DRM is among the worst things ever to happen to gaming. In many cases it's intrusive, infuriating, and the worst DRM can even stop your legitimately purchased game dead in its tracks. But hey, at least DRM finally made piracy walk the plank and cackled maniacally as our team of trained sharks devoured it forever, right? Oh wait - piracy's still alive and kicking, and pirates can now rationalize their actions by saying "I want to get the version that works." So what's the gaming industry to do?
Many developers and publishers are stumped, and some flailing wildly by locking down games even harder. All hope, however, isn't lost: a few studios have begun to experiment with copy protection, and results have run the gamut from hilariously amusing to, well... mostly that first thing , so far. But are they really cutting down on piracy? That in mind, I decided to quiz Bohemia Interactive CEO Marek Špan?l about all things DRM. His company, of course, has been turning heads with its DEGRADE (often erroneously referred to as "FADE") tech, which slowly renders pirated copies of games like Take on Helicopters unplayable. Check out the full interview for his thoughts on just how bad piracy really is, ending the trend of intrusive DRM, "always on" schemes like Battle.net and UbiDRM, and much, much more.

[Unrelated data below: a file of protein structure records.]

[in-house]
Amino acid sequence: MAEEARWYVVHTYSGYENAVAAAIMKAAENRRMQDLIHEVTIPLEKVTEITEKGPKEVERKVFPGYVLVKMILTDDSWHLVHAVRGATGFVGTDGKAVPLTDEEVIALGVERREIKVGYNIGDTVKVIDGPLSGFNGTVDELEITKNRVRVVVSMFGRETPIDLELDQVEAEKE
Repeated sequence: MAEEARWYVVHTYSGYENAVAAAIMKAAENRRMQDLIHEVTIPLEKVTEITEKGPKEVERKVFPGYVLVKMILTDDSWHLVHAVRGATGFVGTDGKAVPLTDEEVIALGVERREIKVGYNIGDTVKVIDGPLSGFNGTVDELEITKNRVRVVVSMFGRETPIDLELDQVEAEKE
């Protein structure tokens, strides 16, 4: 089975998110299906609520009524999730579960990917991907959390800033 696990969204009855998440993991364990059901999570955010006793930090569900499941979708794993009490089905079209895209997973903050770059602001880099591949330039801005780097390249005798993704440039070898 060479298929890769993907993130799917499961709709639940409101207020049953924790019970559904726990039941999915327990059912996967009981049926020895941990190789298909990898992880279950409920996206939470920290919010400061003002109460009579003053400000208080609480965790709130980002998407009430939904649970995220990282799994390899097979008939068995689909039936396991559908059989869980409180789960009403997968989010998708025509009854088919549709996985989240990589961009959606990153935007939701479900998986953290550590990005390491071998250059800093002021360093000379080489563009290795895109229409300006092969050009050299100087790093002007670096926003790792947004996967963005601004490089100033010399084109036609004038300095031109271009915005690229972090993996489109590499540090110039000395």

PC Gamer: What prompted you to battle piracy with FADE? What's the general philosophy behind it?